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Progesterone & Beer

author image Andrea Cespedes
Andrea Cespedes is a professionally trained chef who has focused studies in nutrition. With more than 20 years of experience in the fitness industry, she coaches cycling and running and teaches Pilates and yoga. She is an American Council on Exercise-certified personal trainer, RYT-200 and has degrees from Princeton and Columbia University.
Progesterone & Beer
Three woman drinking beers and eating at a restaurant. Photo Credit: AID/a.collectionRF/amana images/Getty Images

Progesterone is a hormone most often associated with the female menstrual cycle and pregnancy, but men produce some progesterone, as well. Oral progesterone is most commonly used in hormone replacement therapy, but it may be prescribed for other conditions as well. Consuming alcohol, including beer, has an effect on your progesterone levels.

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Progesterone Indications

Doctors sometimes prescribe progesterone for post-menopausal women as a form of hormone replacement therapy to ease uncomfortable symptoms such as hot flashes and to prevent the development of certain diseases. Doctors may also prescribe progesterone to women of childbearing age whose periods have inexplicably stopped. In some cases, men might be prescribed small doses of progesterone to help prevent certain cancers, male-pattern balding or osteoporosis. You produce progesterone naturally -- with men producing about half as much as women.

Alcohol and Progesterone

The June 1999 issue of “Alcoholism, Clinical and Experimental Research” published a study to determine the effects of alcohol on the hormone balance of women taking oral contraceptives. The Finnish researchers found that consuming alcohol decreased progesterone levels in women who were and were not using contraception. The 2000 issue of “Alcohol and Alcoholism” noted that even moderate alcohol consumption can decrease progesterone levels in pre-menopausal women.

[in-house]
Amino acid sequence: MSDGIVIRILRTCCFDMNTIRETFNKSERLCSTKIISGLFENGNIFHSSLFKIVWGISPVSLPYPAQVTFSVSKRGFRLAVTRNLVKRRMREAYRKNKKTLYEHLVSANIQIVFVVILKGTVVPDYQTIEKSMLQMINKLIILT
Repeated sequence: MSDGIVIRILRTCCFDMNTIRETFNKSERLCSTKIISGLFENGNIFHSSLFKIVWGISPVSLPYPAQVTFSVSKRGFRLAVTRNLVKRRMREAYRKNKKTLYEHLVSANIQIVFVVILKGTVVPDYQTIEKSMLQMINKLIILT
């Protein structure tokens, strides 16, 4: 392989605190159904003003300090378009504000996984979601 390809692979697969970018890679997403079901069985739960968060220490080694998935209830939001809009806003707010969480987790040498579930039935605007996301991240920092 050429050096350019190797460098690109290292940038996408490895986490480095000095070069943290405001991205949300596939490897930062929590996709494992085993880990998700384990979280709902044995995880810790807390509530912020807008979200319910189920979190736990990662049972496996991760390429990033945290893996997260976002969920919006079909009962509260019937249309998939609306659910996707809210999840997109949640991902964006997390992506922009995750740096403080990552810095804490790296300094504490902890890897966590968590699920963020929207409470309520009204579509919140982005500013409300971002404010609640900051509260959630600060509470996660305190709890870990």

Consuming large amounts of alcohol can cause disruptions in the menstrual cycle, fertility problems, anovulation, spontaneous abortion and increased incidences of breast cancer. Moderate alcohol consumption may delay the onset of menopause. In premenopausal women, alcohol consumption suppresses progesterone only at certain stages of the menstrual cycle; the impact on fertility is not fully understood.


No absolute definition of moderate drinking exists, but the Centers for Disease Control and Prevention notes it generally refers to a pattern of drinking that provides minimal health risks. The U.S. Department of Agriculture Dietary Guidelines for Americans defines moderate drinking as one drink per day for women and two drinks per day for me. One 12 ounce beer is equal to one drink. If you are on hormone replacement therapy or trying to conceive, talk to your doctor about beer and other alcohol consumption.

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